5 days later and we’re still reeling.
The mighty Patriots, seemingly on an unstoppable crash course towards their 6th Super Bowl win, were taken down on Sunday by a team that was written off in January, led by a quarterback who was written off years ago. It’s hard to believe that Napoleon Dynamite (also known by his alias, Nick Foles), went toe-to-toe with the best quarterback of all time and outsmarted a literal rocket scientist in Patriots’ defensive coordinator Matt Patricia. But here we are, and your Super Bowl LII champions are the Philadelphia Eagles.
But how did this happen? How did a team that lost its star quarterback in December still manage to dethrone the league’s Evil Empire, as well as the cream of the NFC crop? Did Bill Belichick mispronounce some latin in his pregame sacrifice to the Old Gods? Or was it just some old-fashioned, good ole football? Surprisingly, it’s the latter, and here’s how:
Nick Foles: Napoleon Dynamite jokes aside, this guy can play- and besides, he kinda looks more like Ryan Gosling anyways. Foles was lights out all game. He threw for 373 yards and three touchdowns, and that impressive stat line doesn’t even tell the entire story. Foles’ accuracy was incredible all game, slotting darts into windows with a pinpoint accuracy that the statline can’t describe. He even managed to out Brady Brady, pulling in a touchdown catch on a trick play similar to the one that the Patriots failed to execute successfully.
Doug Pederson: The Falcons in Super Bowl LI. The Jaguars in the AFC Championship. What do they have in common? Well, they both put up substantial leads against the Patriots in big time games. But once they took those leads their play calling became about as exciting as a bag of milk. By playing not-to-lose, they forgot that they had to play to win. Eagles’ head coach Doug Pederson didn’t have that mentality. Pederson’s playcalling was aggressive all game, defined by that gutsy trick play on 4th and 1 from the 1 yard line. But just as impressive as the aggression was the theory behind that aggression. In our Super Bowl preview last week, I predicted that the Eagles would lean heavily on their powerful rushing attack of Jay Ajayi and LeGarrette Blount. But Pederson was one step ahead of me- and of the Patriots. Anticipating that the Patriots would focus on stopping the run, rather than on stopping a journeyman quarterback, Pederson called for play-action 21 times- the most in Super Bowl history. And it worked- Pederson’s faith in Foles was rewarded with a thorough shredding of the Patriot’s defense.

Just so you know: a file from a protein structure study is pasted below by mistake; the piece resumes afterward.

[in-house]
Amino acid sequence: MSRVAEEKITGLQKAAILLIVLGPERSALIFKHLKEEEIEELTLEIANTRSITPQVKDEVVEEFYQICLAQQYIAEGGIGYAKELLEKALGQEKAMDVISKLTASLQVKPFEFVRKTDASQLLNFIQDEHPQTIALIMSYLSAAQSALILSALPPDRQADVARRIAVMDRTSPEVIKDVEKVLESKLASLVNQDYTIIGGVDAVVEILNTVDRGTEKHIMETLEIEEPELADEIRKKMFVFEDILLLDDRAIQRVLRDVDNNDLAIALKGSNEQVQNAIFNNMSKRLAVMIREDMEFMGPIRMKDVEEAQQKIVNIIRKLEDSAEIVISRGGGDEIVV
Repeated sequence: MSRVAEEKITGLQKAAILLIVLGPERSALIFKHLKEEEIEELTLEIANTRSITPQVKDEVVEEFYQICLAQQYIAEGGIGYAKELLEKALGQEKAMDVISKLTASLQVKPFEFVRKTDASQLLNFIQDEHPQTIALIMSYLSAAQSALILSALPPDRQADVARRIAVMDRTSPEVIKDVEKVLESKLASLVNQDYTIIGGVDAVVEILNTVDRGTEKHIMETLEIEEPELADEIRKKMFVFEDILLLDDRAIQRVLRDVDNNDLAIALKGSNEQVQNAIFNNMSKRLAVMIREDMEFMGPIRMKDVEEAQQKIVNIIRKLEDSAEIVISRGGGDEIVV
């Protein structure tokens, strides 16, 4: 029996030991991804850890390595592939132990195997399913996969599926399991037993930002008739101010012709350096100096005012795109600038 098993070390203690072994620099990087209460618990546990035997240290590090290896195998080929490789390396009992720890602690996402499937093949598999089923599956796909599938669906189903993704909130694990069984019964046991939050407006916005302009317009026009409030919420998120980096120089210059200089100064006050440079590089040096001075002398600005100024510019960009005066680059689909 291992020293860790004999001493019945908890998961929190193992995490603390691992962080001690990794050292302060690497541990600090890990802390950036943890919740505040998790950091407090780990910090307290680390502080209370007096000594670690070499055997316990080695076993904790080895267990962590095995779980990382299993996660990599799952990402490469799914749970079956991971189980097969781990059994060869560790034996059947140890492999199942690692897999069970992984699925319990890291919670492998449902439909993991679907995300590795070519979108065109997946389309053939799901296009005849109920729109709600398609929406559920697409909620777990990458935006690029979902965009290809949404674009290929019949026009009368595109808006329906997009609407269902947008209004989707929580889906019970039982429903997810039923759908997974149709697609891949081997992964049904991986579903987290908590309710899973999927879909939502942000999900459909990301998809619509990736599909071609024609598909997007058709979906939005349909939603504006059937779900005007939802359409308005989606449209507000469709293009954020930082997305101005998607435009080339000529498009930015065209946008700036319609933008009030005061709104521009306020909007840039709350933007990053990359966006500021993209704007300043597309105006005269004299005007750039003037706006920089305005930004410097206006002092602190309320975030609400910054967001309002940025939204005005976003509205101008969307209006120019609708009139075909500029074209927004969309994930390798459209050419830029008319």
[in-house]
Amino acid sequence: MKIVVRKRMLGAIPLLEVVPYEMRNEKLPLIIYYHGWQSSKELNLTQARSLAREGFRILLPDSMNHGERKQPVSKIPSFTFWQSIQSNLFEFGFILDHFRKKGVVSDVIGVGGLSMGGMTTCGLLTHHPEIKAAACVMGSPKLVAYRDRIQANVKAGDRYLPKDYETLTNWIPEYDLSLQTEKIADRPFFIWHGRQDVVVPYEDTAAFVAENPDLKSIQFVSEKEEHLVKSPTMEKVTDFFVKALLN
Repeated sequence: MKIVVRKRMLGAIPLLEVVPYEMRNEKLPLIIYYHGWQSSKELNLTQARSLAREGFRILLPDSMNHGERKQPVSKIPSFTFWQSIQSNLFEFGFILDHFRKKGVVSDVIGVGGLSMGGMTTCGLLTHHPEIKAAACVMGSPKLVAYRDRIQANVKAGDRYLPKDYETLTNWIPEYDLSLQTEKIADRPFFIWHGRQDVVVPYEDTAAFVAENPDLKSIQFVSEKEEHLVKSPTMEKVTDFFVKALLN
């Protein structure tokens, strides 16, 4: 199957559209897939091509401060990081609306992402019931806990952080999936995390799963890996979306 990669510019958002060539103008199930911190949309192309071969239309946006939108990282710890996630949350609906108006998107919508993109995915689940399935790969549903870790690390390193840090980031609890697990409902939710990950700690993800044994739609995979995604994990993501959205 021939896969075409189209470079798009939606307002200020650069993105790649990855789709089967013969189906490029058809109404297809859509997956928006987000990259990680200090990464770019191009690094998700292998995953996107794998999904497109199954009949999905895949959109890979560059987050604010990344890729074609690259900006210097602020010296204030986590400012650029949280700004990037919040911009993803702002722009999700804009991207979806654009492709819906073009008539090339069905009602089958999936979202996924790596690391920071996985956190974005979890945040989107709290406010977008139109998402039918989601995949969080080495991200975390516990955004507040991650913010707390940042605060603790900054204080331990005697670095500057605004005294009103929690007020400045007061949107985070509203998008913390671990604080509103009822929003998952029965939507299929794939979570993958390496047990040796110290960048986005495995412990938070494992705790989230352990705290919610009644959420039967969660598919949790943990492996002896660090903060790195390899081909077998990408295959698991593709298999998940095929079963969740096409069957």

The Defense: The Eagles defense also got shredded, as the two teams accounted for the most yards in Super Bowl history. And the Eagles’ defensive line, one of the best in the league, wasn’t doing what it had to do to win the game: get to Brady. The Patriots’ offensive line played spectacularly, and didn’t give up a sack...until it really mattered. With the game on the line, the Eagles’ D came through in a big way, with a critical strip sack to set up a Jake Eliot field goal. They weren’t perfect by any means, but they delivered when it counted.
So what’s next for the Super Bowl champs? One story-line to keep an eye on this off season has to be the quarterback controversy that has yet to develop, between an MVP candidate in Carson Wentz and a postseason legend in Nick Foles. The Eagles would be wise to deal Foles in the offseason while his value is high and before the media can capitalize on a locker-room splitting story. And for the Patriots? Back to the grind. The pessimist in me knows that they’ll be back next year. And they’ll be mad.